By The Numbers: Passing at Indianapolis Is Hard, In 2019 It Was Nearly Impossible

Oh boy.

NASCAR stans hate to see these numbers each week. They’re polarizing charts week after week. It either shows if the 2019 package worked or didn’t work.

Folks, it did not work on Sunday. The 2019 Brickyard 400, excuse me, the 2019 Big Machine Vodka 400 at The Brickyard presented by Florida Georgia Line was absolutely atrocious.

In the last 6 races, the 2019 version of the BMV400TBFGL featured the largest margin of victory, the fewest number of green flag passes and the third-lowest number of quality passes. We’ve stated before that the numbers don’t always determine if a race was entertaining or not.

Sunday’s race was not entertaining. It was more frustrating than anything. Passing was next to impossible on Sunday. Multiple times, basically the entire race, we watched cars run single file unable to pull out to pass. Sure the cars were closer together than last year (minus the leader which wasn’t supposed to run away with this package). But closer doesn’t mean better when you stage a 160 lap parade in front of miles worth of aluminum bleachers.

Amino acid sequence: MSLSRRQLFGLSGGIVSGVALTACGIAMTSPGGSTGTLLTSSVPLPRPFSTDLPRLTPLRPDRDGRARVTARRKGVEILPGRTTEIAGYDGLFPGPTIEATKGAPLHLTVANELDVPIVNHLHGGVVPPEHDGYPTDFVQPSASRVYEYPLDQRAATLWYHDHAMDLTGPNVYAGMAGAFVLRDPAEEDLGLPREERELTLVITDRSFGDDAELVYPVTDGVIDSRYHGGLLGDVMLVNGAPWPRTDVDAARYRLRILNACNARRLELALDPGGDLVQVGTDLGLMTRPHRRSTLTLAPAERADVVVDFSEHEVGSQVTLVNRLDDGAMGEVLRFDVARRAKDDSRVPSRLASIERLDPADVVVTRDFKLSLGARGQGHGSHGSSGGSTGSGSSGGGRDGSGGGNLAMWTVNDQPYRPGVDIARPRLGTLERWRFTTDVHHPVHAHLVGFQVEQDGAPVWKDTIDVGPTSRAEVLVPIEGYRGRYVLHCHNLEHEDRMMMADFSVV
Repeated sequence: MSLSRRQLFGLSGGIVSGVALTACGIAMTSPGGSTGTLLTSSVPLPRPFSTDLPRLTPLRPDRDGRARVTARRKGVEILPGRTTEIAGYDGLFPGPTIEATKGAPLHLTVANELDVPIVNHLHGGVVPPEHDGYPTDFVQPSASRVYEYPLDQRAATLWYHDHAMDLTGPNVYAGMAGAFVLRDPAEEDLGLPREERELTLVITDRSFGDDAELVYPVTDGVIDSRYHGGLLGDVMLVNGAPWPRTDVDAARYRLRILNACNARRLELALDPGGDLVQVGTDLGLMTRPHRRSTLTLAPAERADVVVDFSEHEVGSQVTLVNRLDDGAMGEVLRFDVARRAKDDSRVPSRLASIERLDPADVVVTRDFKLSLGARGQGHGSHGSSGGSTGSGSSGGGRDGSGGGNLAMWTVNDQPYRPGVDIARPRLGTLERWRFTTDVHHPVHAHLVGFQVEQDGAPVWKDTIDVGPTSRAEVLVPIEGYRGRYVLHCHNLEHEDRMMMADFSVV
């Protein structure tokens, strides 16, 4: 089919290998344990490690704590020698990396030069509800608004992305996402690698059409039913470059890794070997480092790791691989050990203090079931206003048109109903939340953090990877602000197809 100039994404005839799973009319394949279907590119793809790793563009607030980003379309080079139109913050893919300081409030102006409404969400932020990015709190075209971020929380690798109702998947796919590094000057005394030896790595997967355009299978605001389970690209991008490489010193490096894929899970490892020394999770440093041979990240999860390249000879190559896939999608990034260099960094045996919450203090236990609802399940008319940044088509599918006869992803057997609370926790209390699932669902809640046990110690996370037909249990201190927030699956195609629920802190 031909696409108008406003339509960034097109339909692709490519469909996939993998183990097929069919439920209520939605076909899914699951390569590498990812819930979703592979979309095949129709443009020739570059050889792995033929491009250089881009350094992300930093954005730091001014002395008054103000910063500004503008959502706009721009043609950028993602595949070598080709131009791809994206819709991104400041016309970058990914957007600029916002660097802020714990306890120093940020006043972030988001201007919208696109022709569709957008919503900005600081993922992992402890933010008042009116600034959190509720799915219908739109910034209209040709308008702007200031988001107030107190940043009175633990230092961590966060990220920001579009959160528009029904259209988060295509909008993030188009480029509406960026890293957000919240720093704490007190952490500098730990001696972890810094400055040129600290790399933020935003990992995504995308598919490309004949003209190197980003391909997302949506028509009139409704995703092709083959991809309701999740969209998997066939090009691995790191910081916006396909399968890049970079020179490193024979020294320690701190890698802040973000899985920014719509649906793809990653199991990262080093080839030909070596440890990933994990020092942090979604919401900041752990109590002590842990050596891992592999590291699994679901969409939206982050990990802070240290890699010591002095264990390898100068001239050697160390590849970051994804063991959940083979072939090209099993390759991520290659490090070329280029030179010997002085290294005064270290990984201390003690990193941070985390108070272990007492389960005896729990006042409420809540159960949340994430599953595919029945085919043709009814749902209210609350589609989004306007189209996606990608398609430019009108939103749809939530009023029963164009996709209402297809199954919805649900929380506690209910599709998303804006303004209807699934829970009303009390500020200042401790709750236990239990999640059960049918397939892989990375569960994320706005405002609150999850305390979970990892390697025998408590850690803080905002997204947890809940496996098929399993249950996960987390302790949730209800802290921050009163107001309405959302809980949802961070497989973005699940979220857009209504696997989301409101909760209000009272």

The end of the race for the over-hyped final transfer spot was the best example of how hard it was to pass. Daniel Suarez couldn’t pass Paul Menard who got passed by Chase Elliott after he got tight. It was incredibly frustrating to watch. The easiest way to pass was to capitalize on a restart and hope another restart was coming. If that wasn’t happening a driver had to hope two cars got side by side and use the massive hole in the air to get a run.

Indianapolis isn’t a good race with high levels of downforce, especially front downforce. Regardless of the package, the racing here is just not great. Even the mid-90’s races were mediocre regardless of how great people thought they were. Let Indy host IndyCars, they put on a much better show.

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